Bob Marley is a famous and important example of the dangers and discreteness of skin cancer. The no woman, no cry singer died from a melanoma that was present beneath the nail of his toe. From the toe, it spread throughout his body, and ultimately led to his death a few short years later. The lesson here is that anyone can get skin cancer, regardless of the colour of your skin, and the results can be devastating.

 

Skin Screening Options

While you should be seeing your GP or dermatologist if you notice anything out of the ordinary when performing your personal skin checks at home, it is also a good idea to have an annual professional skin check your body using dermoscopy, meaning using a hand-held magnifying device, or total body photography. For this, you may choose to see:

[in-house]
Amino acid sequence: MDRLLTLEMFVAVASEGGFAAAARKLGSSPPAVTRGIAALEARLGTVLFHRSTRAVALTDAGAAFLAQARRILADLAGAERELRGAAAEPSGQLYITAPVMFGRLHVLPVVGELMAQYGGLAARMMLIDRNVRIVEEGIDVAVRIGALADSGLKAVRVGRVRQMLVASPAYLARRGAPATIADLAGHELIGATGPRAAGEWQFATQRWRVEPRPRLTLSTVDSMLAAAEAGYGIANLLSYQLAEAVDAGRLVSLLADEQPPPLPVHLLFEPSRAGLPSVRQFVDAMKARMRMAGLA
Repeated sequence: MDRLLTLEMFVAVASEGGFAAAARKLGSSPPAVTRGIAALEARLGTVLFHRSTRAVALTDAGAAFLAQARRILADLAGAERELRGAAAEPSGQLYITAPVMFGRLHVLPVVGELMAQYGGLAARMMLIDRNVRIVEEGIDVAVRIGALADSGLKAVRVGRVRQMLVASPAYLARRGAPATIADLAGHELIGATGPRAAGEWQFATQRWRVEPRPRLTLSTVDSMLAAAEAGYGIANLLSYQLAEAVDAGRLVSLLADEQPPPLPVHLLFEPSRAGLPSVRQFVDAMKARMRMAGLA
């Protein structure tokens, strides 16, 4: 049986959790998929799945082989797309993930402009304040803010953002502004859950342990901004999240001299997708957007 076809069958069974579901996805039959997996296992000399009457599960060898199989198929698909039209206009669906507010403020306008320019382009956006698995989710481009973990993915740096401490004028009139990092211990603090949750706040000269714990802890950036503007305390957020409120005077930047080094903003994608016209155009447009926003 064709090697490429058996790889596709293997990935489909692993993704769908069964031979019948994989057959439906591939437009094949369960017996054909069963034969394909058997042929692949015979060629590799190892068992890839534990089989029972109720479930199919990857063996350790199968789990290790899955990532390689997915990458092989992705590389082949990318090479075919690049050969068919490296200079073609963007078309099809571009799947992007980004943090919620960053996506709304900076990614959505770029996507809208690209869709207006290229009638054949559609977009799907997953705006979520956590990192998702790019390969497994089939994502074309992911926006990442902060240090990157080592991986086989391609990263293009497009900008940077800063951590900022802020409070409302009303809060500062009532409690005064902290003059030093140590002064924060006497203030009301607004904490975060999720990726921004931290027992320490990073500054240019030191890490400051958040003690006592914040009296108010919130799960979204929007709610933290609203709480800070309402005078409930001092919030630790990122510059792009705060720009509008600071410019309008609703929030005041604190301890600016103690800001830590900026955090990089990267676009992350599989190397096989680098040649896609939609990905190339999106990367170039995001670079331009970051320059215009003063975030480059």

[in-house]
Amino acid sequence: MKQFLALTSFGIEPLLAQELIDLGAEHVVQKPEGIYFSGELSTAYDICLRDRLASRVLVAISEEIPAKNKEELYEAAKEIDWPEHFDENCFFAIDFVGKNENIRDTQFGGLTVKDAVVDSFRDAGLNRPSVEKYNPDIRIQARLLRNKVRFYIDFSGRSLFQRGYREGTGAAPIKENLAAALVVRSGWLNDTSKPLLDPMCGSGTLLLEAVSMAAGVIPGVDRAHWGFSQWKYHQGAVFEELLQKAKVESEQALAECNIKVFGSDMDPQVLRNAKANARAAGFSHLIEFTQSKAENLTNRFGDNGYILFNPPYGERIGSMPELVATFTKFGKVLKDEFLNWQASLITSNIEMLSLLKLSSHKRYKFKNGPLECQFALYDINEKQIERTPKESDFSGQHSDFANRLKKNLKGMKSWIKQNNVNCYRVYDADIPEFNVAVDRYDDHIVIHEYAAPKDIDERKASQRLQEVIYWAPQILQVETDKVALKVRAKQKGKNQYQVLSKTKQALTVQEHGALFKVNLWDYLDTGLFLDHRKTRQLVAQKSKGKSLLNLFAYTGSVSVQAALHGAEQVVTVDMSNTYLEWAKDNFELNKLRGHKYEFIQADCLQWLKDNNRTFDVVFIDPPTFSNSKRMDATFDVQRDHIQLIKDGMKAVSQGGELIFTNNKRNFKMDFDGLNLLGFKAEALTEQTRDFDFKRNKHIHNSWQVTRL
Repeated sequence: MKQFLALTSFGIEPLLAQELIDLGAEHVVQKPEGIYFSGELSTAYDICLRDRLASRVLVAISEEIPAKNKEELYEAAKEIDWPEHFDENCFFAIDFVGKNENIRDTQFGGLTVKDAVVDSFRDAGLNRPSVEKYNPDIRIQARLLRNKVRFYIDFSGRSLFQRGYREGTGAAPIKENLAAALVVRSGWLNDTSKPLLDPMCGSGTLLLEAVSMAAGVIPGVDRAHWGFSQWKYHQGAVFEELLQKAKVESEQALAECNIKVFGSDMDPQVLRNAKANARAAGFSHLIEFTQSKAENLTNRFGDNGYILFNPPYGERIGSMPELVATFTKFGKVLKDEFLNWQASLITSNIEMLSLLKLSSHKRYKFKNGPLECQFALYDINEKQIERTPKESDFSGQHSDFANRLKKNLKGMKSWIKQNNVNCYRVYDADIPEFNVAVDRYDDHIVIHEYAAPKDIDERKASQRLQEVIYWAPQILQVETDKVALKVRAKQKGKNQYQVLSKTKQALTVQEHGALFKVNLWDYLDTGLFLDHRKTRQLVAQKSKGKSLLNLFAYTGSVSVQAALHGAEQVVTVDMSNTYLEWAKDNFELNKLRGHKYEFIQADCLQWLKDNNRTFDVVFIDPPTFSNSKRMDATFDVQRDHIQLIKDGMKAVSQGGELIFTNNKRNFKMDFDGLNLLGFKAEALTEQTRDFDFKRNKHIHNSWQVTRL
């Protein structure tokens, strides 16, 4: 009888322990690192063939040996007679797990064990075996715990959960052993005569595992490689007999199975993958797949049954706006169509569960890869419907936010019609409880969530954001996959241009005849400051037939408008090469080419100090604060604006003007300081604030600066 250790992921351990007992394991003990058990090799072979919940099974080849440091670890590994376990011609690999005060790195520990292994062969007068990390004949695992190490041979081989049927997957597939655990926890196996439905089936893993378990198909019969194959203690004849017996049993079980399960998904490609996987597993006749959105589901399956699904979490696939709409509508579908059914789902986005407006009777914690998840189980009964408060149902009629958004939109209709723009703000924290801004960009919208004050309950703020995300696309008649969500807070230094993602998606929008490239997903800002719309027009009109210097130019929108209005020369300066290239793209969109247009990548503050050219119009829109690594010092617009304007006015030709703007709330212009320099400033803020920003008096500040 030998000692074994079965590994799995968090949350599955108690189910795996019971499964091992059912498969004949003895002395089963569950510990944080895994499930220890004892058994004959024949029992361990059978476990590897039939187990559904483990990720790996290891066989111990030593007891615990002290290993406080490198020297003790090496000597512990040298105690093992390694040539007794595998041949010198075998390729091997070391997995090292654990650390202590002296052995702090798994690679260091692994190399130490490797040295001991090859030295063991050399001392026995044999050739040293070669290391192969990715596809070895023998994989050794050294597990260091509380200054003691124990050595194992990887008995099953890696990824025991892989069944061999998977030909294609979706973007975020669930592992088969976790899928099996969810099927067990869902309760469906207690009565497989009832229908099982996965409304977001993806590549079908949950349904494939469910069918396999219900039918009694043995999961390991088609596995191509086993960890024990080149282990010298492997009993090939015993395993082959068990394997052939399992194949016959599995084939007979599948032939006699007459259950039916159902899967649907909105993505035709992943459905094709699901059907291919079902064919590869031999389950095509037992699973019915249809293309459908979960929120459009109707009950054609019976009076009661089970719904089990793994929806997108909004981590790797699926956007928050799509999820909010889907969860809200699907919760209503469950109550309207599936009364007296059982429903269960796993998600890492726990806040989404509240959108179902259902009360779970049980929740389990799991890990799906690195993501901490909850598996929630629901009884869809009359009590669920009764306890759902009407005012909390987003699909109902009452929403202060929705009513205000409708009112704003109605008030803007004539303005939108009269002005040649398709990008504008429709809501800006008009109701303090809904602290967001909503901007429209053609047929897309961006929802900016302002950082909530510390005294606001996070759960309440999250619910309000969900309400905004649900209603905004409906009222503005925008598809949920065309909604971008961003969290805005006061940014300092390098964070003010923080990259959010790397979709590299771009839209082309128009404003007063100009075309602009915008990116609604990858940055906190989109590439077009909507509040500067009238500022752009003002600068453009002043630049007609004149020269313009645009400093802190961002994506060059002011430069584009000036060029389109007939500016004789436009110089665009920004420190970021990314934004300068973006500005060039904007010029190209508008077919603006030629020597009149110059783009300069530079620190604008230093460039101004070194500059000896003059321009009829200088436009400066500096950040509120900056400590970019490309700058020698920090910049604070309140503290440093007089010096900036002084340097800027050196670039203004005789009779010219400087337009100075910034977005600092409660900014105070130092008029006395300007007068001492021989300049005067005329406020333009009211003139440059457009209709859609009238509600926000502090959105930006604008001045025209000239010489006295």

• Your doctor – who can offer regular surveillance for those that may be at high risk of melanomas, and can refer to specialists as needed 
  • A dermatologist – a dermatologist is a medical expert of the skin, having the most experience with skin cancers of all medical professions. Your dermatologist can assess, diagnose and create treatment plans for your concerning moles
  • Skin checking or mole mapping services – these services typically use nurses that have been trained in skin health to complete your assessment, and send photography and any concerns to associated dermatologists to give you the results and let you know the next steps

 

Get Your Skin Checked Without The Upfront Cost